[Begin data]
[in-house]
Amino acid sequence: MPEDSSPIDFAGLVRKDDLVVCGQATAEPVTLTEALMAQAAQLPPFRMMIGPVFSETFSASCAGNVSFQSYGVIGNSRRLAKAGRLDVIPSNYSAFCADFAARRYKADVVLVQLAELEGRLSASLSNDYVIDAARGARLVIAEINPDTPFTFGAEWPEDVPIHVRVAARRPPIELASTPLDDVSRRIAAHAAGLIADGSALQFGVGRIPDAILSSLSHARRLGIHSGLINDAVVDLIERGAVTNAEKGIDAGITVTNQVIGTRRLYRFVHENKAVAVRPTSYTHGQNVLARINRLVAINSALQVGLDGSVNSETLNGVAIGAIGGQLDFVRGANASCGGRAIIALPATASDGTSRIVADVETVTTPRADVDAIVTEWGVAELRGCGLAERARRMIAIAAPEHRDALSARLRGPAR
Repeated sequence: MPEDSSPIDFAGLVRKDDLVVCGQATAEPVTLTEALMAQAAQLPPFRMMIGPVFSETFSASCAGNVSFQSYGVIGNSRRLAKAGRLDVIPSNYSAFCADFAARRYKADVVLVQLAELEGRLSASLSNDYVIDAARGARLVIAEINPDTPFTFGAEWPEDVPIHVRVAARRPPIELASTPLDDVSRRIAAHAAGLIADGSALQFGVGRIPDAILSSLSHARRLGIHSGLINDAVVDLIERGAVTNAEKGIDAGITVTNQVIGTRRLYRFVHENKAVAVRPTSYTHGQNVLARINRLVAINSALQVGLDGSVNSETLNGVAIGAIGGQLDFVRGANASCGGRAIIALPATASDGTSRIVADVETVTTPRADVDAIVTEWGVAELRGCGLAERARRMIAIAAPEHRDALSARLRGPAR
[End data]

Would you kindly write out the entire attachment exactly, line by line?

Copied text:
[in-house]
Amino acid sequence: MPEDSSPIDFAGLVRKDDLVVCGQATAEPVTLTEALMAQAAQLPPFRMMIGPVFSETFSASCAGNVSFQSYGVIGNSRRLAKAGRLDVIPSNYSAFCADFAARRYKADVVLVQLAELEGRLSASLSNDYVIDAARGARLVIAEINPDTPFTFGAEWPEDVPIHVRVAARRPPIELASTPLDDVSRRIAAHAAGLIADGSALQFGVGRIPDAILSSLSHARRLGIHSGLINDAVVDLIERGAVTNAEKGIDAGITVTNQVIGTRRLYRFVHENKAVAVRPTSYTHGQNVLARINRLVAINSALQVGLDGSVNSETLNGVAIGAIGGQLDFVRGANASCGGRAIIALPATASDGTSRIVADVETVTTPRADVDAIVTEWGVAELRGCGLAERARRMIAIAAPEHRDALSARLRGPAR
Repeated sequence: MPEDSSPIDFAGLVRKDDLVVCGQATAEPVTLTEALMAQAAQLPPFRMMIGPVFSETFSASCAGNVSFQSYGVIGNSRRLAKAGRLDVIPSNYSAFCADFAARRYKADVVLVQLAELEGRLSASLSNDYVIDAARGARLVIAEINPDTPFTFGAEWPEDVPIHVRVAARRPPIELASTPLDDVSRRIAAHAAGLIADGSALQFGVGRIPDAILSSLSHARRLGIHSGLINDAVVDLIERGAVTNAEKGIDAGITVTNQVIGTRRLYRFVHENKAVAVRPTSYTHGQNVLARINRLVAINSALQVGLDGSVNSETLNGVAIGAIGGQLDFVRGANASCGGRAIIALPATASDGTSRIVADVETVTTPRADVDAIVTEWGVAELRGCGLAERARRMIAIAAPEHRDALSARLRGPAR